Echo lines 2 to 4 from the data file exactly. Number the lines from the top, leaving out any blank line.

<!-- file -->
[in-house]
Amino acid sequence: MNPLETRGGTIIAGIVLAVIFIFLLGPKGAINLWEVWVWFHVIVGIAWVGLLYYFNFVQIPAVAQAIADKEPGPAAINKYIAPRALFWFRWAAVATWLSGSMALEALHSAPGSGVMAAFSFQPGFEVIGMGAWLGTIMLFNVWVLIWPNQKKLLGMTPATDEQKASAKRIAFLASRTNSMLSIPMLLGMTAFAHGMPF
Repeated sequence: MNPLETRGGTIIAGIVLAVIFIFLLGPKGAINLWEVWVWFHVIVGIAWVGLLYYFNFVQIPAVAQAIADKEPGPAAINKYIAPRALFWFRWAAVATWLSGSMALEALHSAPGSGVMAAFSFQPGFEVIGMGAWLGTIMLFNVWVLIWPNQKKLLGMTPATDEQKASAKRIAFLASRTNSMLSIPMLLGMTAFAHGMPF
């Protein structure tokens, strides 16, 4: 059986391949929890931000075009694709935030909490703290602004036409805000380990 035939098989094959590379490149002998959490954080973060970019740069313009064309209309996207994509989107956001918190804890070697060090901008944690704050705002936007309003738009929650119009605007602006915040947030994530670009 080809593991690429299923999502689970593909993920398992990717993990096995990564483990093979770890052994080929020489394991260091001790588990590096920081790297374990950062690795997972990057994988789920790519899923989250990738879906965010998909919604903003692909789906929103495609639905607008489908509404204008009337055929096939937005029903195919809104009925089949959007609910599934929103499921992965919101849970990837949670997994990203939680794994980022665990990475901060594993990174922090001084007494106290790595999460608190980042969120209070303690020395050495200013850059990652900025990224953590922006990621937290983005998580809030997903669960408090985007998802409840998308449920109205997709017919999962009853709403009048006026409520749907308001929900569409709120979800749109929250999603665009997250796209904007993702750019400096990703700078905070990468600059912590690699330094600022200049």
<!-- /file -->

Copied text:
Amino acid sequence: MNPLETRGGTIIAGIVLAVIFIFLLGPKGAINLWEVWVWFHVIVGIAWVGLLYYFNFVQIPAVAQAIADKEPGPAAINKYIAPRALFWFRWAAVATWLSGSMALEALHSAPGSGVMAAFSFQPGFEVIGMGAWLGTIMLFNVWVLIWPNQKKLLGMTPATDEQKASAKRIAFLASRTNSMLSIPMLLGMTAFAHGMPF
Repeated sequence: MNPLETRGGTIIAGIVLAVIFIFLLGPKGAINLWEVWVWFHVIVGIAWVGLLYYFNFVQIPAVAQAIADKEPGPAAINKYIAPRALFWFRWAAVATWLSGSMALEALHSAPGSGVMAAFSFQPGFEVIGMGAWLGTIMLFNVWVLIWPNQKKLLGMTPATDEQKASAKRIAFLASRTNSMLSIPMLLGMTAFAHGMPF
């Protein structure tokens, strides 16, 4: 059986391949929890931000075009694709935030909490703290602004036409805000380990 035939098989094959590379490149002998959490954080973060970019740069313009064309209309996207994509989107956001918190804890070697060090901008944690704050705002936007309003738009929650119009605007602006915040947030994530670009 080809593991690429299923999502689970593909993920398992990717993990096995990564483990093979770890052994080929020489394991260091001790588990590096920081790297374990950062690795997972990057994988789920790519899923989250990738879906965010998909919604903003692909789906929103495609639905607008489908509404204008009337055929096939937005029903195919809104009925089949959007609910599934929103499921992965919101849970990837949670997994990203939680794994980022665990990475901060594993990174922090001084007494106290790595999460608190980042969120209070303690020395050495200013850059990652900025990224953590922006990621937290983005998580809030997903669960408090985007998802409840998308449920109205997709017919999962009853709403009048006026409520749907308001929900569409709120979800749109929250999603665009997250796209904007993702750019400096990703700078905070990468600059912590690699330094600022200049």